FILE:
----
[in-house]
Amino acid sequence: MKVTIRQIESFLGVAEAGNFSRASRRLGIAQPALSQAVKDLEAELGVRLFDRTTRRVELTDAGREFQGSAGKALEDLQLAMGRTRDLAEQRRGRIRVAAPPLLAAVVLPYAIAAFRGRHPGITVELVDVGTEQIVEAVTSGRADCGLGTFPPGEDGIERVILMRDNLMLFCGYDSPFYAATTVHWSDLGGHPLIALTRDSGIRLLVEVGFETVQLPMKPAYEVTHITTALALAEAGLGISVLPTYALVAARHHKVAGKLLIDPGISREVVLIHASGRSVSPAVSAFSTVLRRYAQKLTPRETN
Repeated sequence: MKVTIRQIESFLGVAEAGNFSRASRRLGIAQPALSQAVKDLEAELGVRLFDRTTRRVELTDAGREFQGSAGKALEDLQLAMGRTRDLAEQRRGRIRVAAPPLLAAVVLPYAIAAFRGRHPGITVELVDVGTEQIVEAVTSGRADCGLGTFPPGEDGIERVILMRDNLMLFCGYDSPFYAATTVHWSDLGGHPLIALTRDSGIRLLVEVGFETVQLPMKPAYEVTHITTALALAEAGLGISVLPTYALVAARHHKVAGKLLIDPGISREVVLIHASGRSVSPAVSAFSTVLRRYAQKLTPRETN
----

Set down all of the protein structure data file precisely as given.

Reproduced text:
[in-house]
Amino acid sequence: MKVTIRQIESFLGVAEAGNFSRASRRLGIAQPALSQAVKDLEAELGVRLFDRTTRRVELTDAGREFQGSAGKALEDLQLAMGRTRDLAEQRRGRIRVAAPPLLAAVVLPYAIAAFRGRHPGITVELVDVGTEQIVEAVTSGRADCGLGTFPPGEDGIERVILMRDNLMLFCGYDSPFYAATTVHWSDLGGHPLIALTRDSGIRLLVEVGFETVQLPMKPAYEVTHITTALALAEAGLGISVLPTYALVAARHHKVAGKLLIDPGISREVVLIHASGRSVSPAVSAFSTVLRRYAQKLTPRETN
Repeated sequence: MKVTIRQIESFLGVAEAGNFSRASRRLGIAQPALSQAVKDLEAELGVRLFDRTTRRVELTDAGREFQGSAGKALEDLQLAMGRTRDLAEQRRGRIRVAAPPLLAAVVLPYAIAAFRGRHPGITVELVDVGTEQIVEAVTSGRADCGLGTFPPGEDGIERVILMRDNLMLFCGYDSPFYAATTVHWSDLGGHPLIALTRDSGIRLLVEVGFETVQLPMKPAYEVTHITTALALAEAGLGISVLPTYALVAARHHKVAGKLLIDPGISREVVLIHASGRSVSPAVSAFSTVLRRYAQKLTPRETN